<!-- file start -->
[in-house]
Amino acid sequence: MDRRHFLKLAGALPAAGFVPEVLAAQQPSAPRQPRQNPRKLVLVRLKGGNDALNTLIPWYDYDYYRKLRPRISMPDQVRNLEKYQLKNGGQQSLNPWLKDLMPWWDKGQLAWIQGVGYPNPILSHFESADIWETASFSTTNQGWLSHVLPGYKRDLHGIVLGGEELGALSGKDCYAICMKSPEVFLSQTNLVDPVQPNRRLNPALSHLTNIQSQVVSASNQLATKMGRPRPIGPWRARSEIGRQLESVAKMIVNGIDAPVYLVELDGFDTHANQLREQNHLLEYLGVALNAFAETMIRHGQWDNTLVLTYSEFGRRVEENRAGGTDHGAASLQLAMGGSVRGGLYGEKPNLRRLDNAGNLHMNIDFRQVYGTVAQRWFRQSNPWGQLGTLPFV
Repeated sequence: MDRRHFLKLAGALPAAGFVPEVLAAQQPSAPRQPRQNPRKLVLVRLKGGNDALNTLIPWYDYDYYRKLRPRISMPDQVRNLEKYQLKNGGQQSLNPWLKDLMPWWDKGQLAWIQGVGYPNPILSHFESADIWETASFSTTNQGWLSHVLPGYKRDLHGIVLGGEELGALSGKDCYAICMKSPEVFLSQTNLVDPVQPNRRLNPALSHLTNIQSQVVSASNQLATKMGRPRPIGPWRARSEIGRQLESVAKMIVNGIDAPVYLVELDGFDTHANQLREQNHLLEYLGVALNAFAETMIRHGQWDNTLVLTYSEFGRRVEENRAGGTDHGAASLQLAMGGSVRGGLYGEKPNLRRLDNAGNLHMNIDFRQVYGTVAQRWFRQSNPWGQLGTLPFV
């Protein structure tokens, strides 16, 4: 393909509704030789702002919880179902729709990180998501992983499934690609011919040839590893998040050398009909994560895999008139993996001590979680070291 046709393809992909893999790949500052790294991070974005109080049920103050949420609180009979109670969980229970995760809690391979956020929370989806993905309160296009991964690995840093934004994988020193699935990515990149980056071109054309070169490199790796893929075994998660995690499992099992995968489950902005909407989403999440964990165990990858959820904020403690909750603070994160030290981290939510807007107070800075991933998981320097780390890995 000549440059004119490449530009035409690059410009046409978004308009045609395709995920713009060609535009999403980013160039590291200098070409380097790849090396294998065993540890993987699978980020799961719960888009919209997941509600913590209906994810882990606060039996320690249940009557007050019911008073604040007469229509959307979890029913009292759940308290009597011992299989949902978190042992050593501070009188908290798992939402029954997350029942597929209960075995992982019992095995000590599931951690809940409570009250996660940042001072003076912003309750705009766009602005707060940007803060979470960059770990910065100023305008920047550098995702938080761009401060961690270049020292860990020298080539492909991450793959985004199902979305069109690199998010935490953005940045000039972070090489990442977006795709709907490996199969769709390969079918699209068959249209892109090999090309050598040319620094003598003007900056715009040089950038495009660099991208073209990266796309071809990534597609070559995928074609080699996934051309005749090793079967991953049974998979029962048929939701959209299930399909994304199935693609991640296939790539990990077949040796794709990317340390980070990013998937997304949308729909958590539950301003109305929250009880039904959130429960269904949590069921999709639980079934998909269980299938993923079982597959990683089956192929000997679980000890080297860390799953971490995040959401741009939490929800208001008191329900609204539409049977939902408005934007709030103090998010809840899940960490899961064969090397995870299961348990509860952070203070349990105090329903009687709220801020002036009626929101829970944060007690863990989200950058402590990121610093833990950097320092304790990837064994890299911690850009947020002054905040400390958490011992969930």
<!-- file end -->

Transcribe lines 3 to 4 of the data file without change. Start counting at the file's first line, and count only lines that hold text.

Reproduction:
Repeated sequence: MDRRHFLKLAGALPAAGFVPEVLAAQQPSAPRQPRQNPRKLVLVRLKGGNDALNTLIPWYDYDYYRKLRPRISMPDQVRNLEKYQLKNGGQQSLNPWLKDLMPWWDKGQLAWIQGVGYPNPILSHFESADIWETASFSTTNQGWLSHVLPGYKRDLHGIVLGGEELGALSGKDCYAICMKSPEVFLSQTNLVDPVQPNRRLNPALSHLTNIQSQVVSASNQLATKMGRPRPIGPWRARSEIGRQLESVAKMIVNGIDAPVYLVELDGFDTHANQLREQNHLLEYLGVALNAFAETMIRHGQWDNTLVLTYSEFGRRVEENRAGGTDHGAASLQLAMGGSVRGGLYGEKPNLRRLDNAGNLHMNIDFRQVYGTVAQRWFRQSNPWGQLGTLPFV
């Protein structure tokens, strides 16, 4: 393909509704030789702002919880179902729709990180998501992983499934690609011919040839590893998040050398009909994560895999008139993996001590979680070291 046709393809992909893999790949500052790294991070974005109080049920103050949420609180009979109670969980229970995760809690391979956020929370989806993905309160296009991964690995840093934004994988020193699935990515990149980056071109054309070169490199790796893929075994998660995690499992099992995968489950902005909407989403999440964990165990990858959820904020403690909750603070994160030290981290939510807007107070800075991933998981320097780390890995 000549440059004119490449530009035409690059410009046409978004308009045609395709995920713009060609535009999403980013160039590291200098070409380097790849090396294998065993540890993987699978980020799961719960888009919209997941509600913590209906994810882990606060039996320690249940009557007050019911008073604040007469229509959307979890029913009292759940308290009597011992299989949902978190042992050593501070009188908290798992939402029954997350029942597929209960075995992982019992095995000590599931951690809940409570009250996660940042001072003076912003309750705009766009602005707060940007803060979470960059770990910065100023305008920047550098995702938080761009401060961690270049020292860990020298080539492909991450793959985004199902979305069109690199998010935490953005940045000039972070090489990442977006795709709907490996199969769709390969079918699209068959249209892109090999090309050598040319620094003598003007900056715009040089950038495009660099991208073209990266796309071809990534597609070559995928074609080699996934051309005749090793079967991953049974998979029962048929939701959209299930399909994304199935693609991640296939790539990990077949040796794709990317340390980070990013998937997304949308729909958590539950301003109305929250009880039904959130429960269904949590069921999709639980079934998909269980299938993923079982597959990683089956192929000997679980000890080297860390799953971490995040959401741009939490929800208001008191329900609204539409049977939902408005934007709030103090998010809840899940960490899961064969090397995870299961348990509860952070203070349990105090329903009687709220801020002036009626929101829970944060007690863990989200950058402590990121610093833990950097320092304790990837064994890299911690850009947020002054905040400390958490011992969930």